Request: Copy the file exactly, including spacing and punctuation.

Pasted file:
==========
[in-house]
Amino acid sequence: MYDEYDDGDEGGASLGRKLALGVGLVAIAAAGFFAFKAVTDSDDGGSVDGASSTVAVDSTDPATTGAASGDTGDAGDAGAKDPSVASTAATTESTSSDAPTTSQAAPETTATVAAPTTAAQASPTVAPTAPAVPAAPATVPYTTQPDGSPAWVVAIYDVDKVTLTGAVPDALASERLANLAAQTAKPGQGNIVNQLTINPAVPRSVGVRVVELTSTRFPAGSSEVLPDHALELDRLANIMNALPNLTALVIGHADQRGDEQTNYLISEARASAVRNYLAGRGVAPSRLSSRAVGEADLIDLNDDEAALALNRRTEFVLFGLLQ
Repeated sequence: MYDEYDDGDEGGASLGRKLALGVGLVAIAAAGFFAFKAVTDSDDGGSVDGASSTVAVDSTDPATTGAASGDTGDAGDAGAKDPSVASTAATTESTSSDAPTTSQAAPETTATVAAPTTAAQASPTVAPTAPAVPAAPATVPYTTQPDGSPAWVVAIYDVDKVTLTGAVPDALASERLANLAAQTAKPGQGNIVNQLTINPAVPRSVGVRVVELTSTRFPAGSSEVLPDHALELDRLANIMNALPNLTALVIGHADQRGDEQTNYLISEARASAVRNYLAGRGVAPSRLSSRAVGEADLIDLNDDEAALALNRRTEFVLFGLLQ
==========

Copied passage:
[in-house]
Amino acid sequence: MYDEYDDGDEGGASLGRKLALGVGLVAIAAAGFFAFKAVTDSDDGGSVDGASSTVAVDSTDPATTGAASGDTGDAGDAGAKDPSVASTAATTESTSSDAPTTSQAAPETTATVAAPTTAAQASPTVAPTAPAVPAAPATVPYTTQPDGSPAWVVAIYDVDKVTLTGAVPDALASERLANLAAQTAKPGQGNIVNQLTINPAVPRSVGVRVVELTSTRFPAGSSEVLPDHALELDRLANIMNALPNLTALVIGHADQRGDEQTNYLISEARASAVRNYLAGRGVAPSRLSSRAVGEADLIDLNDDEAALALNRRTEFVLFGLLQ
Repeated sequence: MYDEYDDGDEGGASLGRKLALGVGLVAIAAAGFFAFKAVTDSDDGGSVDGASSTVAVDSTDPATTGAASGDTGDAGDAGAKDPSVASTAATTESTSSDAPTTSQAAPETTATVAAPTTAAQASPTVAPTAPAVPAAPATVPYTTQPDGSPAWVVAIYDVDKVTLTGAVPDALASERLANLAAQTAKPGQGNIVNQLTINPAVPRSVGVRVVELTSTRFPAGSSEVLPDHALELDRLANIMNALPNLTALVIGHADQRGDEQTNYLISEARASAVRNYLAGRGVAPSRLSSRAVGEADLIDLNDDEAALALNRRTEFVLFGLLQ